for architecture arm64

You need the arm64 architecture to run the project in the simulator. But this version of the framework doesn’t support it.

To fix this issue, search the framework’s repository and check if they have released a version that adds support for arm64. As mentioned earlier, many priority frameworks and open-source projects have provided support for running on the latest silicon chips. Fortunately, arm64 support was added for this framework in version 6.3.0, and we can update the Podfile to fetch the latest version.

pod 'AppsFlyerFramework'

After you enter the command pod update, you can run the project successfully on M1 devices and Intel machines.

If some dependency does not yet support arm64, you can ask the framework’s author to provide a newer updated version that supports both architectures. Taking the previous example of an iOS SDK that transitioned to support arm64 by providing a universal XCFramework, AppsFlyer iOS SDK released arm64 support in April of last year after developers requested it.

Despite many dependencies providing quick support, the framework you are using may be outdated. It may also be a proprietary framework that doesn’t give you access to the source code. Suppose you don’t see any updates for these frameworks/packages in the foreseeable future. In that case, you can have a look at this article on “Hacking native ARM64 binaries to run on the iOS Simulator”. As the name suggests, it’s a hack to get things working, and we only recommend using this extreme workaround as a last resort.

Build times for M1 Mac mini and Intel Mac Pro

You can take inspiration from open-source projects that have been successfully migrated and work on the new chips. Take a look at a few examples of such projects here.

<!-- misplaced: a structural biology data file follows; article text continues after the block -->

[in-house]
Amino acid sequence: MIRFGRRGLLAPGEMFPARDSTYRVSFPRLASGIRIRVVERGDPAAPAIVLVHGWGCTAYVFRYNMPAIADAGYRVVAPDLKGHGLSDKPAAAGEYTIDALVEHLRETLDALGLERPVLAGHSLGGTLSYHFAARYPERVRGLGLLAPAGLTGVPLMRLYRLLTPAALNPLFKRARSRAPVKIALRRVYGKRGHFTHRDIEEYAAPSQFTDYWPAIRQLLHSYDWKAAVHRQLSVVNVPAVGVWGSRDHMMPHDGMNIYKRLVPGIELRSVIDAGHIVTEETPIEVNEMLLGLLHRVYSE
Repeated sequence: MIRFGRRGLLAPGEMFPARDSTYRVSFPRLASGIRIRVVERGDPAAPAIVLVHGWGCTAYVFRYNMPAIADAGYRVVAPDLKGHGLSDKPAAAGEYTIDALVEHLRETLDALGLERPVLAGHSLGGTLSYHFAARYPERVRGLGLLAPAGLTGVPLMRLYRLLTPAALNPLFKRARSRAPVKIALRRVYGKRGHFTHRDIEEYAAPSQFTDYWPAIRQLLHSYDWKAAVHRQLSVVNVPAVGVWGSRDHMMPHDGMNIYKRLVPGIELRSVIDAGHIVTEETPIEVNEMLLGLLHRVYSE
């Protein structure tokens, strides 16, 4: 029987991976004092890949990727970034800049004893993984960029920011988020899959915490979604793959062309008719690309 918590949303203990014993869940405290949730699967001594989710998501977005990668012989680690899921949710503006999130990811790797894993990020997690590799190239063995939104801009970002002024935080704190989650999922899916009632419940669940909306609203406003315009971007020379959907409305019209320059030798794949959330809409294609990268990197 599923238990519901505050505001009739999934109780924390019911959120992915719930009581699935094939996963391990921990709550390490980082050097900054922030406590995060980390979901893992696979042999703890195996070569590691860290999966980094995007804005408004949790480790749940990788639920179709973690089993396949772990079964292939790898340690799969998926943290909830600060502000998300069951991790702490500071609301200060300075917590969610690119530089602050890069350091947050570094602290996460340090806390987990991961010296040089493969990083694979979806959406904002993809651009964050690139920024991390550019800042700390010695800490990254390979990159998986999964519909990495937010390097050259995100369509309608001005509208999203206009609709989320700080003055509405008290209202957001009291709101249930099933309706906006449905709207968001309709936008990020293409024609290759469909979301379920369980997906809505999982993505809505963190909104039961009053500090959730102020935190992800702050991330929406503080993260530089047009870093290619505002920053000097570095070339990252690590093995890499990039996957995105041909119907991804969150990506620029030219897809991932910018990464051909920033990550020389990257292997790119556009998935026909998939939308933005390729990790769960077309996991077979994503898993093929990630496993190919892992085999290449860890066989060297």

To understand the build time differences between the M1 and Intel machines and get a better idea of the superior efficiency and speed of M1 Mac minis, we have built and run tests on the official Wikipedia iOS app. This demonstrates a real-world scenario with hundreds of tests. It’s an open-source app that you can explore yourself.

Test name

Mac mini M1

Mac Pro

Installing scripts

17s

163s

Building project

254s

280s

Running tests

270s

395s

Overall

573s

883s

You can see the significant differences in the numbers, especially while running tests — they run substantially faster on the M1 build machines. After running the same tests for this app multiple times, we see a decrease of 35–40% in overall build times. The gap between the numbers adds up when running many builds and saves considerable time for a faster iteration process.

Conclusion

Apple silicon chips are the future of the Mac hardware, and it only gets better from here on out. Popular open-source frameworks and SDKs already support the new chips, so the transition is much easier than it was a year ago.

Reminder: M1 Mac mini build machines are already available on Codemagic. If you’re on the pay-as-you-go plan, just use instance_type: mac_mini_m1 to try them out. If you’re on the Professional plan and want to set up a trial for the Mac mini M1, reach out to our customer engineering team to help you get fast green builds on the new machines!

Sign up to try out Mac mini M1 build machines

Also posted on Codemagic blog and written by Rudrank Riyam.